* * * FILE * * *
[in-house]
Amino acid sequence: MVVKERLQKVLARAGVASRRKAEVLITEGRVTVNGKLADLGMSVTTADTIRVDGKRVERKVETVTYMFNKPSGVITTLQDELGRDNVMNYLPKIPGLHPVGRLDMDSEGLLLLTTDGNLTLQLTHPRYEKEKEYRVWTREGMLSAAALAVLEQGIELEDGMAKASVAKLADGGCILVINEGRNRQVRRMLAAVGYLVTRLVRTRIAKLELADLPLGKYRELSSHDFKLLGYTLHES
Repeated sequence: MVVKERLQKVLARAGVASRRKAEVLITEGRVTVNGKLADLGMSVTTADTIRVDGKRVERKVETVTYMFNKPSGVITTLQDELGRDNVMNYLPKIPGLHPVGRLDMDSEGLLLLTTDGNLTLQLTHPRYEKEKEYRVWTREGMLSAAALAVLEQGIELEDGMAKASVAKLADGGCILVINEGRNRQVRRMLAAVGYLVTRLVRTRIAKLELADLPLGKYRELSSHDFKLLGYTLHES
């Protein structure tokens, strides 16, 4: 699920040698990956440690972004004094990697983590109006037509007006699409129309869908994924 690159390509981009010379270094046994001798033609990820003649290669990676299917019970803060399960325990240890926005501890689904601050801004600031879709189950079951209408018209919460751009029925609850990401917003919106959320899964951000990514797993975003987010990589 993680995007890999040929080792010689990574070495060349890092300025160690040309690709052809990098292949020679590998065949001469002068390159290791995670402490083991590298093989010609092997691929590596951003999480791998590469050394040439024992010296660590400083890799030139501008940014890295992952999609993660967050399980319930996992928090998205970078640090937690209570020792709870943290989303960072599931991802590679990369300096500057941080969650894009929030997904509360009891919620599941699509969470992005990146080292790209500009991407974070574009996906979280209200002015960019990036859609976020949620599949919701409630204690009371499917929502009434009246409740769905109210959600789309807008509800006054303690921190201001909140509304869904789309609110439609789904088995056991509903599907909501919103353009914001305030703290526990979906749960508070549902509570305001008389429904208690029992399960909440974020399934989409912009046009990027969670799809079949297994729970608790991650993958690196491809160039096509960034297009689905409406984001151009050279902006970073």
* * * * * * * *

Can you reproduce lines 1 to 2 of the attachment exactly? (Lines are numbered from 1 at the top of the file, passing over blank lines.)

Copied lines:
[in-house]
Amino acid sequence: MVVKERLQKVLARAGVASRRKAEVLITEGRVTVNGKLADLGMSVTTADTIRVDGKRVERKVETVTYMFNKPSGVITTLQDELGRDNVMNYLPKIPGLHPVGRLDMDSEGLLLLTTDGNLTLQLTHPRYEKEKEYRVWTREGMLSAAALAVLEQGIELEDGMAKASVAKLADGGCILVINEGRNRQVRRMLAAVGYLVTRLVRTRIAKLELADLPLGKYRELSSHDFKLLGYTLHES